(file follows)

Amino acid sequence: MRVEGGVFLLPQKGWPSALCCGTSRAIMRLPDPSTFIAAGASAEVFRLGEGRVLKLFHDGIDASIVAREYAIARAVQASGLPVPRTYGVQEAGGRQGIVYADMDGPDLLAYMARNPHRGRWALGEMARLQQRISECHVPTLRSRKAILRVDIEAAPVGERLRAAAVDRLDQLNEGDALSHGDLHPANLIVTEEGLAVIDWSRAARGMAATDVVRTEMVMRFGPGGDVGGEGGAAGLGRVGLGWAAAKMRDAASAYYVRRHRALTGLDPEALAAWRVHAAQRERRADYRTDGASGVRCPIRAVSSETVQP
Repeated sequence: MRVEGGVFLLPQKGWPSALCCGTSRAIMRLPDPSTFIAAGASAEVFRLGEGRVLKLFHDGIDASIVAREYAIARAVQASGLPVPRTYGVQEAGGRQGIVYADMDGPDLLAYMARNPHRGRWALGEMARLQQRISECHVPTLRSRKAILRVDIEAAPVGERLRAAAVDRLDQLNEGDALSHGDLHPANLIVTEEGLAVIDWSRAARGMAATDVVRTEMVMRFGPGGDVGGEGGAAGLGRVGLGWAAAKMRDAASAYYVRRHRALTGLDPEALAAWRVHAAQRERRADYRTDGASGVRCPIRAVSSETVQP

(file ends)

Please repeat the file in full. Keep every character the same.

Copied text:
Amino acid sequence: MRVEGGVFLLPQKGWPSALCCGTSRAIMRLPDPSTFIAAGASAEVFRLGEGRVLKLFHDGIDASIVAREYAIARAVQASGLPVPRTYGVQEAGGRQGIVYADMDGPDLLAYMARNPHRGRWALGEMARLQQRISECHVPTLRSRKAILRVDIEAAPVGERLRAAAVDRLDQLNEGDALSHGDLHPANLIVTEEGLAVIDWSRAARGMAATDVVRTEMVMRFGPGGDVGGEGGAAGLGRVGLGWAAAKMRDAASAYYVRRHRALTGLDPEALAAWRVHAAQRERRADYRTDGASGVRCPIRAVSSETVQP
Repeated sequence: MRVEGGVFLLPQKGWPSALCCGTSRAIMRLPDPSTFIAAGASAEVFRLGEGRVLKLFHDGIDASIVAREYAIARAVQASGLPVPRTYGVQEAGGRQGIVYADMDGPDLLAYMARNPHRGRWALGEMARLQQRISECHVPTLRSRKAILRVDIEAAPVGERLRAAAVDRLDQLNEGDALSHGDLHPANLIVTEEGLAVIDWSRAARGMAATDVVRTEMVMRFGPGGDVGGEGGAAGLGRVGLGWAAAKMRDAASAYYVRRHRALTGLDPEALAAWRVHAAQRERRADYRTDGASGVRCPIRAVSSETVQP